Korg Pandora STOMP MIDI reverse engineering

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I am a lucky owner of a cheap but powerful Korg Pandora STOMP multieffect for guitar. This is an awesome one-footswitch with great effect chain modeling software.

This device is a low cost solution for house productions, but Korg provides it with a great MIDI interface (mini USB standard MIDI) and WIN/MACOS drivers and tools for desktop modeling and program writing.

That’s the intro of this article. The subsequent part is what Korg doesn’t provide with the device and what I would like to do…

Korg doesn’t provide any MIDI reference table and nothing is said in official forums about MIDI System Exclusive commands that are mainly used by Pandora speaking with the desktop tool. So I am going to do some reverse engineering based on:

The purpose of this work is to have a map of MIDI commands for the stomp so to can build a custom pandora editor or maybe a homebrew stage pedal footswitch based on Raspberry Pi 2
Who knows?

At the moment I’ve just started with some sniffed data.

Device Identity

I sent the following midi system exclusive data to the device, based on the great work of Frédéric Jaume for the Pandora PX5D:

[code lang=”plain” padlinenumbers=”false”]
F0 7E 7F 06 01 F7
[/code]

This 6 bytes file asks Pandora to identify itself. The device answers with a standard 15 bytes file that contains every informations about it:

[code lang=”plain” padlinenumbers=”false”]
F0 7E 00 06 02 42 0F 01 08 00 00 00 01 00 F7
[/code]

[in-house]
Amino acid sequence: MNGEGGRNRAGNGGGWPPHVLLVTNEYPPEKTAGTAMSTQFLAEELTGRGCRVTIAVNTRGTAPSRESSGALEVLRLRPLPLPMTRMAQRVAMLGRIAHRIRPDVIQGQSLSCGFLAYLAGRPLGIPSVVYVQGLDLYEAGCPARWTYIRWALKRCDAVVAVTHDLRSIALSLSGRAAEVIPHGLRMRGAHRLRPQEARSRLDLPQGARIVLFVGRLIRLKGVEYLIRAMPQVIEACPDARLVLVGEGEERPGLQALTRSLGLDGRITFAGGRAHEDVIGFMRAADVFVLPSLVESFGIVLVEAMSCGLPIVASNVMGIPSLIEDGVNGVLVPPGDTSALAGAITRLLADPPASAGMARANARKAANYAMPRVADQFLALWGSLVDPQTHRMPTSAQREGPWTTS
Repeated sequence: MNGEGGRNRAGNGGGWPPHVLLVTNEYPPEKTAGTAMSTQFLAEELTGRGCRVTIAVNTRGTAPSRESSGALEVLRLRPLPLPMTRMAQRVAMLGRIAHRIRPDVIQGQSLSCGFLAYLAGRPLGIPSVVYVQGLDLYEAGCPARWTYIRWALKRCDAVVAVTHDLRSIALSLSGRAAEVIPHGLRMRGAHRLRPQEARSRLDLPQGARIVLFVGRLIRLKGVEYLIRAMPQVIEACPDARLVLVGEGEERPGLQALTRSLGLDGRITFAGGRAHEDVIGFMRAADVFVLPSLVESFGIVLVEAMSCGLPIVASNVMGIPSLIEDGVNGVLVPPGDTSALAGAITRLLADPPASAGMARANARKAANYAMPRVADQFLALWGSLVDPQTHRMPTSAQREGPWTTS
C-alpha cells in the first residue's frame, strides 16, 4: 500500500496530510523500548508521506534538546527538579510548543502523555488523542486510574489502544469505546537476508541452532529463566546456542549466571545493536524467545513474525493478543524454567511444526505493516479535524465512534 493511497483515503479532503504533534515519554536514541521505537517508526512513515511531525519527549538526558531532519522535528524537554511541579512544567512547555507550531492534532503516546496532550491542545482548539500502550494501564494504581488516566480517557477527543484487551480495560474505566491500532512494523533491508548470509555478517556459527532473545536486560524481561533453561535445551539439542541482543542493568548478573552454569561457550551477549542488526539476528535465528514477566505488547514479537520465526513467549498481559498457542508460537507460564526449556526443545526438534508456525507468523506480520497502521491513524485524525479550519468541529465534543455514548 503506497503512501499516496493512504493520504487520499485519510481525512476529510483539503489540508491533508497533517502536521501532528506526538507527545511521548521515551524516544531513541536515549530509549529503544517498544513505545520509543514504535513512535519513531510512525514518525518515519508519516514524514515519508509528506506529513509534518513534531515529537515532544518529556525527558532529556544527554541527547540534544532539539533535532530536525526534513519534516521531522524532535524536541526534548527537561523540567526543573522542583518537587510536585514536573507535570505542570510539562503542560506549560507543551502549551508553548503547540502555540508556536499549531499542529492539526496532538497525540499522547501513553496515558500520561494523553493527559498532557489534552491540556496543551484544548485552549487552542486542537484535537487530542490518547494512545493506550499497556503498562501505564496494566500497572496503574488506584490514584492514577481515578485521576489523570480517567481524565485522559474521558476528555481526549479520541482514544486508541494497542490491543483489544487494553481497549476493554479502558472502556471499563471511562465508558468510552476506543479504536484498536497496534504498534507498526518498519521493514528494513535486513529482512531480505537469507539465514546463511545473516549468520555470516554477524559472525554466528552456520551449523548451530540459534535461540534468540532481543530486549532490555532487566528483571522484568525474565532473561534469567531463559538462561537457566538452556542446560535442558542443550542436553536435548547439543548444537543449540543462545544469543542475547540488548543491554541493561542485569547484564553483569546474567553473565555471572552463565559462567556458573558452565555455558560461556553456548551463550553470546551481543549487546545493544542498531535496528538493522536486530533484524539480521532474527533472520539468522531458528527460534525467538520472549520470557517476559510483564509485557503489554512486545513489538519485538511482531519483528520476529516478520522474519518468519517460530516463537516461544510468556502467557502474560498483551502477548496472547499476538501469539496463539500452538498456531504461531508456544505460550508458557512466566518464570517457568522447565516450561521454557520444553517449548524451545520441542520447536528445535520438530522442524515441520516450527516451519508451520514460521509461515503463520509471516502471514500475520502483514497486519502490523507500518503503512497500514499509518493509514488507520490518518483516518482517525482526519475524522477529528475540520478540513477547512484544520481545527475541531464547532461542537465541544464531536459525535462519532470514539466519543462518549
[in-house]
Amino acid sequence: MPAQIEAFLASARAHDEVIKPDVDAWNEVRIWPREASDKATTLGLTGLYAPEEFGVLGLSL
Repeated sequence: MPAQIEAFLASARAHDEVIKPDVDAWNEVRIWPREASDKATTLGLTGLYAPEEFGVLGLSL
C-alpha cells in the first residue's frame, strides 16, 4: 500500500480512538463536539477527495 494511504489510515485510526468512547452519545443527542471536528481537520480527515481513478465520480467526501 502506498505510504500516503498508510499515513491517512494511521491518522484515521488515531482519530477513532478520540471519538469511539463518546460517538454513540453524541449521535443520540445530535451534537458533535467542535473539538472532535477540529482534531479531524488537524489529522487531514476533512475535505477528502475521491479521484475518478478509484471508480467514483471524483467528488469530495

It can be segmented by the schema:

[code lang=”plain” padlinenumbers=”false”]
F0 7E cc 06 02 id fc1 fc2 fn1 fn2 v1 v2 v3 v4 F7
cc: channel
id: device’s ID
fc1 fc2 – device’s family code
fn1 fn2 – device’s family number
v1 v2 v3 v4 – device software version
[/code]

So my Pandora STOMP has the following identity:

[code lang=”plain” padlinenumbers=”false”]
channel = 00
device Id = 42
family code = 0F 01
device number = 08 00
software version: 0.0.1.0
[/code]

Moreover I sniffed the simple memory bank loop switch (from A to D) obtaining the following triplets of bytes:

[code lang=”plain” padlinenumbers=”false”]
Memory Banks from A a D:
TIMESTAMP IN PORT STATUS DATA1 DATA2 CHAN NOTE EVENT
0069D1E5 1 — B0 00 00 1 — CC: Bank MSB
0069D1E5 1 — B0 20 00 1 — CC: Bank LSB
0069D1E5 1 — C0 02 — 1 — PC: Elec Grand Piano

0069D5C5 1 — B0 00 00 1 — CC: Bank MSB
0069D5C5 1 — B0 20 00 1 — CC: Bank LSB
0069D5C5 1 — C0 01 — 1 — PC: Brite Acc. Piano

0069D90D 1 — B0 00 00 1 — CC: Bank MSB
0069D90D 1 — B0 20 00 1 — CC: Bank LSB
0069D90D 1 — C0 0B — 1 — PC: Vibraphone

0069DB9E 1 — B0 00 00 1 — CC: Bank MSB
0069DB9E 1 — B0 20 00 1 — CC: Bank LSB
0069DB9E 1 — C0 10 — 1 — PC: Drawbar Organ
[/code]

And from 0 to 9 memory banks (my preferred memory loop):

[code lang=”plain” padlinenumbers=”false”]
Memory Banks from 0 a 9:
TIMESTAMP IN PORT STATUS DATA1 DATA2 CHAN NOTE EVENT
00791EC3 1 — B0 00 00 1 — CC: Bank MSB
00791EC3 1 — B0 20 00 1 — CC: Bank LSB
00791EC3 1 — C0 0A — 1 — PC: Music Box

007921F4 1 — B0 00 00 1 — CC: Bank MSB
007921F4 1 — B0 20 00 1 — CC: Bank LSB
007921F4 1 — C0 0B — 1 — PC: Vibraphone

00792466 1 — B0 00 00 1 — CC: Bank MSB
00792466 1 — B0 20 00 1 — CC: Bank LSB
00792466 1 — C0 0C — 1 — PC: Marimba

007928F1 1 — B0 00 00 1 — CC: Bank MSB
007928F1 1 — B0 20 00 1 — CC: Bank LSB
007928F1 1 — C0 0D — 1 — PC: Xylophone

00792D4F 1 — B0 00 00 1 — CC: Bank MSB
00792D4F 1 — B0 20 00 1 — CC: Bank LSB
00792D4F 1 — C0 0E — 1 — PC: Tubular Bells

00792FD3 1 — B0 00 00 1 — CC: Bank MSB
00792FD3 1 — B0 20 00 1 — CC: Bank LSB
00792FD3 1 — C0 0F — 1 — PC: Dulcimer

00793298 1 — B0 00 00 1 — CC: Bank MSB
00793298 1 — B0 20 00 1 — CC: Bank LSB
00793298 1 — C0 10 — 1 — PC: Drawbar Organ

007936AF 1 — B0 00 00 1 — CC: Bank MSB
007936AF 1 — B0 20 00 1 — CC: Bank LSB
007936AF 1 — C0 11 — 1 — PC: Percussive Organ

00793B5E 1 — B0 00 00 1 — CC: Bank MSB
00793B5E 1 — B0 20 00 1 — CC: Bank LSB
00793B5E 1 — C0 12 — 1 — PC: Rock Organ

0079407A 1 — B0 00 00 1 — CC: Bank MSB
0079407A 1 — B0 20 00 1 — CC: Bank LSB
0079407A 1 — C0 13 — 1 — PC: Church Organ
[/code]

You can use theese informations for creating a MIDI controller mapping file (basically an XML config file) for many programs like MIXXX, etc., but I don’t think it can be useful for me.